“We, the Muslims of Myanmar, are always looking for negotiations and working together with Buddhist people and the government,” Ko Ko La said. “Some narrow-minded people are doing this for their own benefit.”
Abu Tahay, a Rohingya leader and chairman of the Union Nationals Development Party, said, “Actually, the people who are doing this [Islamic violence], do it for their own concerns. Not for the Rohingyas’ concerns.”
“Our method is to resolve the matter through dialogue and in accordance with the law,” he said. “The Rohingya issue can only be resolved in accordance with the law.”
The Rohingya, a stateless Muslim minority living in west Burma’s Arakan State, suffered greatly during clashes with local Buddhist communities last year. More than 125,000 people, mostly Rohingyas, have been displaced by the violence and are living in camps in dire conditions with little in the way of aid.
The official government death toll of the Arakan violence stands at 192, but a US government commission on religious freedom said this week that “more than 1,000 Rohingyas” were killed. US-based Human Rights Watch has accused the Burmese government of “ethnic cleansing,” alleging that it was complicit in Buddhist mob attacks on Muslim communities.
In late March, anti-Muslim violence spread to central Burma, where dozens of people were killed and thousands displaced.
Violence against Burmese Muslims has drawn widespread condemnation in Muslim-majority Indonesia, but the Indonesian government has stopped short of openly criticizing Burma. Various radical Islamic groups, who can sometimes operate openly in Indonesia, have mounted an aggressive response to the issue.
Yohannes Sulaiman, a lecturer at the Indonesia National Defense University, said the bomb plot was probably the work of a smaller radical group and linked to the planned rally at the embassy. He added, however that it was probably not the work of Bashir, who founded the notorious terrorist network Jemaah Islamiah involved in the 2002 Bali bombing that killed 202 people.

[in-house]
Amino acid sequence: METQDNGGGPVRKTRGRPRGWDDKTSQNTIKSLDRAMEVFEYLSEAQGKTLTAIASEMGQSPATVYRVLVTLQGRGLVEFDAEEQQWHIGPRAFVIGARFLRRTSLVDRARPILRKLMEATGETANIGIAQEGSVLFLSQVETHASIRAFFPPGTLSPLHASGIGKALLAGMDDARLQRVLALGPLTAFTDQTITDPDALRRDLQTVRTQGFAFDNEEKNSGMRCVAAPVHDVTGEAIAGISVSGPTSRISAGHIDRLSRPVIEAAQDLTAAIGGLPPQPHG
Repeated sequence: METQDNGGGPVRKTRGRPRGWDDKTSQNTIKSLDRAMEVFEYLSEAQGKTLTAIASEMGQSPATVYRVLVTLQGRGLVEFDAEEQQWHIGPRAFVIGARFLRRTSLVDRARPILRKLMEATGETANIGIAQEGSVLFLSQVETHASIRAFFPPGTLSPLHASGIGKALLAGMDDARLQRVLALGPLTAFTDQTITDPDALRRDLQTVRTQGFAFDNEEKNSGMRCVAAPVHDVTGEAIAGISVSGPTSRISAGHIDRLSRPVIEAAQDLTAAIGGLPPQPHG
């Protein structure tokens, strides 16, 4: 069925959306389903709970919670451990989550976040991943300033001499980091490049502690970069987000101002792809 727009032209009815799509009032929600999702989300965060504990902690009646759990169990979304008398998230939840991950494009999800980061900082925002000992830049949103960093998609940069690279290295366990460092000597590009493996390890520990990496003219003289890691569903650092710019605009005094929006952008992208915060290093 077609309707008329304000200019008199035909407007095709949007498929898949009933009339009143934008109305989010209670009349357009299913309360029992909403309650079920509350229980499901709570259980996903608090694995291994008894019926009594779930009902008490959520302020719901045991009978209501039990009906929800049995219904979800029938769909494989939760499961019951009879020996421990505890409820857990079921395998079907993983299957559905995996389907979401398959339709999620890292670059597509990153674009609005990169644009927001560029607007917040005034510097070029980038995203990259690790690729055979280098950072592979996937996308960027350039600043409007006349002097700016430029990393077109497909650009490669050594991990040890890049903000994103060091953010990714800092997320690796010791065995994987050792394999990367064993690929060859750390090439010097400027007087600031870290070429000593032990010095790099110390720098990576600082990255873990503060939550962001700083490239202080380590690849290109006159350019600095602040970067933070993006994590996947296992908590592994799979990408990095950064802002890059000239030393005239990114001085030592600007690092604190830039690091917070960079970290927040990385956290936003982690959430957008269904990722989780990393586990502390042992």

“A pipe bomb is easy to make, it doesn’t need much sophistication … thus I don’t think this is [Bashir’s] old network,” he wrote in an email, adding that more information is needed before conclusions can be drawn.
Sulaiman said that, despite this week’s events, radical Muslim terrorists from Indonesia were unlikely to pose a serious threat to Burma, because in recent years “militants don’t really hit foreign interests anymore, focusing on the [Indonesian] police, who are their immediate threat anyway”.
Phil Robertson, HRW’s deputy Asia director, said, “A lot of these international cries are more about militant Islamic groups trying to use the Rohingyas issues to garner new recruits, pure and simple.”
Robertson said that inside Burma, Arakanese Buddhist nationalist groups have falsely accused the Rohingyas of having links with overseas Islamic militants, in order to fuel anti-Muslim sentiments during recent inter-communal violence.
For that reason, he said, the militant protests and calls for jihad in Indonesia “do nothing to help the Rohingyas and just serve to perpetuate fears of the Buddhist communities in Myanmar.”